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Digital archive of theses discussed at the University of Pisa


Thesis etd-02112019-144432

Thesis type
Tesi di dottorato di ricerca
Thesis title
A Formal Framework for Modelling and Analysing Safety-Critical Human Multitasking
Academic discipline
Course of study
tutor Prof. Milazzo, Paolo
  • cognitive science
  • formal analysis
  • human-computer interaction
  • model checking
  • modelling
  • safety-critical system
  • simulation
  • verification
Graduation session start date
Nowadays people often interact with multiple devices or with a single device performing multiple tasks. In such a multitasking context, the amount of cognitive resources required from each task (cognitive load) influences the activity of the attentional mechanisms of the user. In particular, focusing attention on a “main” task (e.g. driving a car) may be impeded by a secondary “distractor” task (e.g. using a GPS navigator system) with a high cognitive load. Moreover, the cognitive resource that is mostly involved in interactions with computers and other technological devices is the human working memory, which is a volatile memory with a limited capacity used to store and process the information necessary for performing a task. The concurrent use of such a resource might cause memory overloading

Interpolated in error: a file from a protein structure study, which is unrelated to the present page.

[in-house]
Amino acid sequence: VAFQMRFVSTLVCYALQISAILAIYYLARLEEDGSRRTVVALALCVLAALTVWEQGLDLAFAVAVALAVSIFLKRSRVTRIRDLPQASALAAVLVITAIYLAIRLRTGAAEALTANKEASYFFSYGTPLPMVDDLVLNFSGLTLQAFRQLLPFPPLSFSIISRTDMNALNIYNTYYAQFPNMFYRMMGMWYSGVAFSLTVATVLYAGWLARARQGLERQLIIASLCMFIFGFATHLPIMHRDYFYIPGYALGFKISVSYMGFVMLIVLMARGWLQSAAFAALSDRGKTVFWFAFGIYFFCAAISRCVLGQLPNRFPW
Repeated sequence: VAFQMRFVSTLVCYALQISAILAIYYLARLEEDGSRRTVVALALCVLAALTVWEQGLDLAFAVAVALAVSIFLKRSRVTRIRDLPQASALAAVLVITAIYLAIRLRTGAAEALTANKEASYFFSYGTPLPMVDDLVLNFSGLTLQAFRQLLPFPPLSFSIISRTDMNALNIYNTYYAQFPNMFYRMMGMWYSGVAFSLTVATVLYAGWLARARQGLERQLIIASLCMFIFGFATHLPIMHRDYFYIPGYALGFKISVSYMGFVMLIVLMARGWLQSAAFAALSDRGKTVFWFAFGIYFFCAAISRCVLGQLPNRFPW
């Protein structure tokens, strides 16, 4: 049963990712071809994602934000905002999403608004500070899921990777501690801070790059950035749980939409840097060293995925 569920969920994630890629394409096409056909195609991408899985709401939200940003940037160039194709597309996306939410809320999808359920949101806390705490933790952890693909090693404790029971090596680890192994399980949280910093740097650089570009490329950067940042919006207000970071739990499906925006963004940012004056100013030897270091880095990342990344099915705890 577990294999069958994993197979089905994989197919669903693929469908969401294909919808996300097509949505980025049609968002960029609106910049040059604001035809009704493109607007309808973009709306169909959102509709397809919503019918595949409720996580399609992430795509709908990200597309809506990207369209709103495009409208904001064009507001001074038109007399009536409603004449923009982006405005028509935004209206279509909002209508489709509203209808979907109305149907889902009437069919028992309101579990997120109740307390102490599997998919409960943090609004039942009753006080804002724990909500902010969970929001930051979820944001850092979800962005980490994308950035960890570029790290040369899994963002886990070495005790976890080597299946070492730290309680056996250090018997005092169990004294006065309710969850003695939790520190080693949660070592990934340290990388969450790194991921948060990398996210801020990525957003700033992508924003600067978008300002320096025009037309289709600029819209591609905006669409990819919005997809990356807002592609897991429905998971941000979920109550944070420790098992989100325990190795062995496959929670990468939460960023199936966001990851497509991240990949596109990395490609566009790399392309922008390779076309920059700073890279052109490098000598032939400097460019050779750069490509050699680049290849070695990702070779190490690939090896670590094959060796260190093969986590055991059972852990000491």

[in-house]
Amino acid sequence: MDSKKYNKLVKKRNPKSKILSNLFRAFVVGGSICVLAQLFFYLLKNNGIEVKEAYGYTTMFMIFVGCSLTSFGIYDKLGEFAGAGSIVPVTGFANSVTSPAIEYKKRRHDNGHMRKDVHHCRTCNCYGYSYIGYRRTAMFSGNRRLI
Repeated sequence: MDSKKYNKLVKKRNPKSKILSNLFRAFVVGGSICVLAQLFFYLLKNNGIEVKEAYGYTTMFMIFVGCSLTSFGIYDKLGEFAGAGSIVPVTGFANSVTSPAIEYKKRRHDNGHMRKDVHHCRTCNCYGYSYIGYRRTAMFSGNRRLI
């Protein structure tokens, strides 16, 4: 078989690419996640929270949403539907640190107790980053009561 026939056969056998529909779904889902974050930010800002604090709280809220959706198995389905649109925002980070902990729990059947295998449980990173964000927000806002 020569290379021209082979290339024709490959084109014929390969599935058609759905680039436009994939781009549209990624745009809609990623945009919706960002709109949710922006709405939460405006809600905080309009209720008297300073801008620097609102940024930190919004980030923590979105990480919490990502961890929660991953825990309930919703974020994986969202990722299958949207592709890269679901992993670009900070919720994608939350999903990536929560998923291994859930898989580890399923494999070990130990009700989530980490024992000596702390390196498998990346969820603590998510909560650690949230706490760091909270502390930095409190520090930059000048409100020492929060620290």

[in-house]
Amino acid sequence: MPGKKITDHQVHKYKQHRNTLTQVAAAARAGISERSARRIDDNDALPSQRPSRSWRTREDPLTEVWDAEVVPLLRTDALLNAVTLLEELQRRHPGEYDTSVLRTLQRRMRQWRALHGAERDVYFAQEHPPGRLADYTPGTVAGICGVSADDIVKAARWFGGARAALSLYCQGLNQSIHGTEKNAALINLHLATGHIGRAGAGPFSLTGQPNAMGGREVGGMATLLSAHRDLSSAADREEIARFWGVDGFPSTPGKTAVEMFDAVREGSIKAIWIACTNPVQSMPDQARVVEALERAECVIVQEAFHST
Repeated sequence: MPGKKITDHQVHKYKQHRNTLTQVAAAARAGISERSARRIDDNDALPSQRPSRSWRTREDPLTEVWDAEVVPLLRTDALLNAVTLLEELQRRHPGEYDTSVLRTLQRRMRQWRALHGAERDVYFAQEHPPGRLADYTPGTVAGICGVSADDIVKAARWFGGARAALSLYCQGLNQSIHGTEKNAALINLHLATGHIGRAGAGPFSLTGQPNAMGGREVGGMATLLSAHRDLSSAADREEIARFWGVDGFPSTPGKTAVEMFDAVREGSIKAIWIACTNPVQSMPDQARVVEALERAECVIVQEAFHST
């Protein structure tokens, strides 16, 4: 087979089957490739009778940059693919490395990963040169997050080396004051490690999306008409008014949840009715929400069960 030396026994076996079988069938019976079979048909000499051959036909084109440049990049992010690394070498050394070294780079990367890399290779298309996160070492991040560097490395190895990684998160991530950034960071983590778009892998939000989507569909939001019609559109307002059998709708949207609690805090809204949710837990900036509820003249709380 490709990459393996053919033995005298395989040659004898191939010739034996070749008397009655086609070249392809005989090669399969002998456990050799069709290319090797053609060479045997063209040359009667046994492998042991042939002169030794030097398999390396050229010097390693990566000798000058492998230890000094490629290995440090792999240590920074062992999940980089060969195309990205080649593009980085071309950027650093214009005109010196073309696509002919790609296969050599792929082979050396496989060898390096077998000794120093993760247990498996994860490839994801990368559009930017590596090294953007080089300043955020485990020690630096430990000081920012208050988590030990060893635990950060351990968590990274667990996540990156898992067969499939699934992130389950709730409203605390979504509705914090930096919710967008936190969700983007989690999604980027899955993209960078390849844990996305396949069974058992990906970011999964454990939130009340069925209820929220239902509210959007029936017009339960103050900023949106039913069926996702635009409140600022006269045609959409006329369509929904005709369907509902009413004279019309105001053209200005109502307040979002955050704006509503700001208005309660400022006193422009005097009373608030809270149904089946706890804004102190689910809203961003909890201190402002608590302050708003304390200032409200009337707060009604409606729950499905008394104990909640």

and might get the users to forget useful information for the interaction with one of the systems. When human multitasking involves safety-critical tasks, failure to devote sufficient attention to some tasks (the safety-critical ones) could have serious consequences.
To study these kinds of problem we define a formal model of safety-critical human multitasking which describes the cognitive processes involved in HCI and the switching of attention among concurrent tasks. The model describes the attention attractiveness of each task as a factor proportional to the task cognitive load, its criticality and the time it was ignored during the interaction. The model builds on classical results from applied psychology on selective attention and working memory.
We implement the model through a simulator, which allows us to get quick feedback about whether a human can safely perform multiple such tasks at the same time, and as an executable formal framework in Real-Time Maude, which enables us to analyse safety-critical human multitasking through simulation and reachability analysis.
We validate the model against data collected from an experimental study with real users involved in the interaction with two concurrent tasks.
We show how a number of prototypical multitasking problems can be analysed in Real-Time Maude by studying: (i) the interaction with a GPS navigation system while driving, (ii) a medical operator setting multiple infusion pumps simultaneously, and (iii) some typical scenarios involving human errors in air traffic control.